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Research Methods - External Validity.docx

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University of Guelph
PSYC 2360
Naseem Al- Aidroos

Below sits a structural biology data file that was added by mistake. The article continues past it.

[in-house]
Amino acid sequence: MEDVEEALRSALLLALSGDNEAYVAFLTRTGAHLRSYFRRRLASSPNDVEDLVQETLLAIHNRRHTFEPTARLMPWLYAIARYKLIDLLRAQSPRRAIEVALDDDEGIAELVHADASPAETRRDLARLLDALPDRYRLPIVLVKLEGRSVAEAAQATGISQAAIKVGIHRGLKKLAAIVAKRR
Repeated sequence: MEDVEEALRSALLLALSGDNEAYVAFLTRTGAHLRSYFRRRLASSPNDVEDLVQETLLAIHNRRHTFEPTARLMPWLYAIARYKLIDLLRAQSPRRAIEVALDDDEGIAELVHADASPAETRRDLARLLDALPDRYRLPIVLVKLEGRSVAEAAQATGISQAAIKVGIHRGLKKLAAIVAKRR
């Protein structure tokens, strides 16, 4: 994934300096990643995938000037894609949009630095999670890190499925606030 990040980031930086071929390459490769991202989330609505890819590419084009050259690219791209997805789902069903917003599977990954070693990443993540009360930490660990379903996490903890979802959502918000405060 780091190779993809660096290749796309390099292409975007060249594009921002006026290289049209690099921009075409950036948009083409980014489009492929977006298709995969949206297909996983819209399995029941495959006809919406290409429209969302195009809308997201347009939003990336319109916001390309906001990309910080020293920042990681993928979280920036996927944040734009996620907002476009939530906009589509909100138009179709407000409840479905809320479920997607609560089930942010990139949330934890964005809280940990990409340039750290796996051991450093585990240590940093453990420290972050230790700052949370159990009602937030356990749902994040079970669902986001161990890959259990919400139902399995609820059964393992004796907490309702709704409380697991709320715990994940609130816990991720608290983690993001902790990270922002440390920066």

Research Methods - External Validity Validity Threats  Construct validity - measuring thing you think you are measuring  Statistical conclusion validity - whether or not you are rejecting null hypothesis and how often you are incorrect in doing so  Internal validity - to what extent you can conclude independent variable is causing dependent variable  External validity - extent to which results can be generalized beyond the specific way of the original experiment When can we generalize to other people?  True generalization is not possible because it is impossible to draw a truly representative sample of all human beings o Frequently assume that unless there is a reason to believe otherwise, relationships between conceptual variables found in one group tends to also appear in other groups too o Burden of proof rests on those who claim that a result will not generalize to demonstrate that this is indeed the case  Tough question o Theoretical question  Phenomenon (but be careful here)  Can reason about it, things that tend to have better external validity… o Large sample sizes that characterize the population at large o Evolutionary psychology - we have faster perception of colour red  Things that vary between cultures are hard to generalize and say it has high external validity  Characteristics of population under study  What is different about this population compared to other populations  Problem with using college students - might be cognitively different, have a higher need for approval o Empirical question  Go and find out - much easier to do  To make strong claim that you expect to find something in one population and not in another you are going to have to go out and do it  Have to make sure it is worth it, does it matter to you? When can we generalize to other settings?  Extent to which research will generalize beyond specific settings and techniques used in original study o Uniqueness of one experiment makes it possible that findings are limited in some way to the specific settings, experimenters, manipulations or measured variables used in the research  Tough question o Repetition with variation in study  Does it generalize across psychological conditions o Focus on ecological validity (make sure that various settings you have tend to occur in everyday social / psychological world) o Field experiments - experimental designs conducted in natural settings  Possibility of more ecological and consequently, more external validity  Influence of extraneous variables can noise the data  Greater potential for random error and systematic error that would not happen in a lab  Practicality?  Sometimes hard for research to go into the field and think of strong manipulation that you can actually get away with  Cannot always get permission to conduct them and even if access is gained it may not be feasible to use random assignment  Natural?  How can you do something that will still appear natural after the experimental manipulation? Importance of Replication  Necessary in order to conclude external validity  Ways you can replicate: o Exact replication - do the same experiment twice  Does it happen?  Not good enough to get something once - often used to see if same effect can be found in another lab with another researcher  Technically no such thing because would at least be using different participants o Conceptual replication  Different operationalizations lead to the same result?  Exact replication with creativity built in  If same relationship can be demonstrated with different manipulations or different dependent measures the confidence that the observed relationship is not specific to the original measures is increased  If same findings not found, might give us information about when effect occurs  Sometimes d
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